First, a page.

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Eigenvalues, Multiplicities and Graphs

Charles R. Johnson and Carlos M. Saiago
Cambridge University Press
Publication Date: 
Number of Pages: 
Cambridge Tracts in Mathematics 211
[Reviewed by
Miklós Bóna
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The title should be more precise. The current title allows the reader to think that this will be a book on spectral graph theory, that is, a field that studies graphs, with matrices and their spectra serving as tools. This book does the opposite. The subject is matrices, their eigenvalues, and the multiplicities of those eigenvalues. Graphs are only a tool; their role is simply to describe the arrangement of the nonzero entries of a square matrix. The graph that does that is called the graph of the matrix.

The book is a research monograph. The authors focus on symmetric matrices with real entries, and on complex Hermitian matrices. For such matrices, the notions of geometric and algebraic eigenvalues coincide.

It has long been known that the theory of graphs of matrices is richest when those graphs are trees, and therefore, most of the book covers such cases. For instance, we see results on the minimum number of distinct eigenvalues for a symmetric matrix whose graph is a tree, on how to construct the multiplicities that do occur, and on multiplicity lists that belong to specific trees. The book ends with an appendix that consist of the multiplicity lists that belong to all trees on less than 12 vertices.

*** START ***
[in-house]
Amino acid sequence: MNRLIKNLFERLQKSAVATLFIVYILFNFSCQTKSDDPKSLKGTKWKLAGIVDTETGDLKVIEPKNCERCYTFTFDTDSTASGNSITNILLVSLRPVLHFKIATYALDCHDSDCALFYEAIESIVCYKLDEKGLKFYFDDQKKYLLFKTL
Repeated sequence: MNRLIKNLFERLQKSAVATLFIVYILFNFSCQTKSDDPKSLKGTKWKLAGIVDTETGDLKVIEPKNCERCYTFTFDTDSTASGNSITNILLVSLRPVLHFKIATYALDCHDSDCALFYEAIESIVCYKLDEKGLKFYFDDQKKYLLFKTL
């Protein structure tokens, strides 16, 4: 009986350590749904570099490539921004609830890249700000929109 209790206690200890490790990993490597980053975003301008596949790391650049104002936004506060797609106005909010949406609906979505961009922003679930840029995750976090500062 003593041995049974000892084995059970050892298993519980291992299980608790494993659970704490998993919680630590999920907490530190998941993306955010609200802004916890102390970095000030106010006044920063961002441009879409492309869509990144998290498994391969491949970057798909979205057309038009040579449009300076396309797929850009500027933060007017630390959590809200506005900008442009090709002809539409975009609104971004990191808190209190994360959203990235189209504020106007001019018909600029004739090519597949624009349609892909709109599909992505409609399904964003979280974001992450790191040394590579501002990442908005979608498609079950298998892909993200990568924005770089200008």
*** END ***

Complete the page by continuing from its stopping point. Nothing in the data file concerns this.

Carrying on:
There are no exercises of any kind, nor are there lists of open problems. While the book is admittedly a research monograph, this still leaves a feeling of incompleteness. The reader can learn a lot of facts from the book, but what next?

Miklós Bóna is Professor of Mathematics at the University of Florida.

1. Introduction
2. Parter-Wiener, etc. theory
3. Maximum multiplicity for trees, I
4. Multiple eigenvalues and structure
5. Maximum multiplicity, II
6. The minimum number of distinct eigenvalues
7. Construction techniques
8. Multiplicity lists for generalized stars
9. Double generalized stars
10. Linear trees
11. Non-trees
12. Geometric multiplicities for general matrices over a field.